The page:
Twenty years ago. Nantucket. The summer and fall of 1991. Two big storms, back-to- back. Two enormous events. One huge story. All having to do with the weather - the salty wind, the ocean and the rain, and its momentous effects on a tiny island 30 miles out at sea.
To begin, imagine a hot, muggy Saturday in the middle of August. Fog, no breeze. Throngs of cars and people filling the downtown area as everyone goes about their busy business in the height of the summer season. Sunday. Still hot. Still muggy. A little wind rustling the leaves in the trees. That is all. And then, as Sunday rolls into Monday, August 19, the winds start to pick up. A tropical storm emerging from the Bahamas, now classified as a full blown hurricane, approaches Nantucket.
By mid-day, sustained winds of 75-100 m.p.h., with gusts to 125 m.p.h., are battering the island, and over 2,000 trees fall, including 20 of the oldest elms downtown. Along with the trees, miles of utility wires come to the ground and an entire island is without power. Four thousand people take refuge in the public schools, 15-foot waves crash on the South Shore, and Miacomet Pond opens to the sea.
Just a splattering of rain comes with the storm and so, as the wind blows the salt in, there is little to wash it away. Salt covers everything – from windows to cars to boats and, perhaps most devastating, all plant life and vegetation. The corn, the tomatoes, the green beans and peppers, the apples, the remaining leaves on trees that are still standing, and all the flowers turn black – a season of growth ended before its time.
When it is over, when the island is just starting to catch its breath, what should appear just a mere two months later, but, another storm! Not just any storm, though. This is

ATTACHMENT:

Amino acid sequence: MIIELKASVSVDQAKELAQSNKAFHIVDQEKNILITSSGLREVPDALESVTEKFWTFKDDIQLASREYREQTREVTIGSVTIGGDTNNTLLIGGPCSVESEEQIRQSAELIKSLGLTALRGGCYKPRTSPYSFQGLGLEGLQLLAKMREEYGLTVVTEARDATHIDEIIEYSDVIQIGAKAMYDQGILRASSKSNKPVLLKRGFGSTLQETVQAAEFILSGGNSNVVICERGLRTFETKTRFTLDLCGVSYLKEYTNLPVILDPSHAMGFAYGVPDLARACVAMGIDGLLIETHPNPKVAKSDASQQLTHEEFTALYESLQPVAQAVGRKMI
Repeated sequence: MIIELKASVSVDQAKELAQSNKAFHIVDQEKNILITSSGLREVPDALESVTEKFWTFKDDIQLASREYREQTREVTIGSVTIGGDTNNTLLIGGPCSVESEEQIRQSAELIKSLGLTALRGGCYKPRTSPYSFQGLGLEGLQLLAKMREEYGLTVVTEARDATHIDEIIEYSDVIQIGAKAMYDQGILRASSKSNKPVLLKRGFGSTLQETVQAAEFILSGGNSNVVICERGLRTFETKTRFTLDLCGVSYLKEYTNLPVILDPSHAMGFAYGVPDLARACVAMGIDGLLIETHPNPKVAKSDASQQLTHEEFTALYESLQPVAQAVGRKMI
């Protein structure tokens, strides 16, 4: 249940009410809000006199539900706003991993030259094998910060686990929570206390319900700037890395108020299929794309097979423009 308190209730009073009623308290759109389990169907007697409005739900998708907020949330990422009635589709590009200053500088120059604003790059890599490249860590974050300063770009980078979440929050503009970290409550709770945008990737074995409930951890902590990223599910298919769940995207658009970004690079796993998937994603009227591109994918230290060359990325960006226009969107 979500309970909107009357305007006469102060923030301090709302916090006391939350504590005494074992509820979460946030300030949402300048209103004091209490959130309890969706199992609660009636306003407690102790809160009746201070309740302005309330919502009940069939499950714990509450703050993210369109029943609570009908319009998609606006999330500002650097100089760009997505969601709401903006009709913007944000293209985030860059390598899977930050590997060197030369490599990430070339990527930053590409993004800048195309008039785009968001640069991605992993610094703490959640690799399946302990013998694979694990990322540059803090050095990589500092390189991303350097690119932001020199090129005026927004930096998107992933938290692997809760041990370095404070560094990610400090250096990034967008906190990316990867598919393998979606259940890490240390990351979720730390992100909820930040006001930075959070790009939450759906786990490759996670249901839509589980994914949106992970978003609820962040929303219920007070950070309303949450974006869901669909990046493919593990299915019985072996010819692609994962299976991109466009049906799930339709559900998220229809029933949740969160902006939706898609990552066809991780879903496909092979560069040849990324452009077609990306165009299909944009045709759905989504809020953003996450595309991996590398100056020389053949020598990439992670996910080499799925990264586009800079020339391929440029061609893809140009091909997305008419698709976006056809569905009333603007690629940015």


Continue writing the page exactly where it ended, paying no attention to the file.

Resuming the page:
The Storm of the Century. The Halloween Nor’easter. The No-Name Storm. Or, as it is best known by all, “The Perfect Storm”.
The end of October. A low pressure system forms over Canada. A high pressure system extends from the Gulf of Mexico northeastward. Hurricane Grace forms off the coast of Florida and moves north. All combine together into what is now deemed, in meteorological terms, “A Perfect Storm”.
With 50-foot seas forming in the Atlantic and moving toward Nantucket, high winds, white caps in the harbor and an unusually high tide are all reported. October 30: the storm is at its peak. Gale force winds register 78 m.p.h. Driving rain and ocean surges cause flooding in the downtown areas from Brant Point and Hulbert Avenue right up to the doors of the Whaling Museum. Homes are shattered, over 60 boats are sunk or beached, North Wharf is in pieces, two-thirds of the town pier is swept away, and all around the island, from Madaket to ‘Sconset, large chunks of Nantucket’s shorelines crumble. And so, in just a short, two-month period, the island is, once again, devastated by the wind and the sea.
In this exhibit, we commemorate the 20th anniversary of Hurricane Bob and The No-Name Storm, by sharing with you the photographs and stories of the men and women who lived and worked here on Nantucket at that time. By memorializing the effects that both storms had on the island, we are reminded too, of how the shifting weather can most assuredly, and sometimes without a moment’s notice, change the face of Nantucket Island forever.
Egan Maritime is proud to thank the following people for helping to make "Storm Stories! 1991: An Island Remembers" a success by donating their time, photographs, and/or stories.
- Rob Benchley
- Loren Brock
- Diana Brown
- Dick Duncan
- Jackie Edwards
- Jascin Leonardo Finger
- David Fronzuto, CWD, USCG, Ret.
- Michael Galvin
- Suzanne Gardner
- CDR Maurice E. Gibbs USN Ret.
- Chuck Gifford
- Delio Gomes
- Ruthie Grieder
- Garth Grimmer
- Beverly Hall
- Danielle Henke
- Marie "Ralph" Henke
- Lori Smith Lindquist
- Herb Marshall
- Elizabeth Oldham
- Flint Ranney
- Phil Read
- Neville Richen
- Sue Riddle
- Malcolm Soverino
- Glenn Speer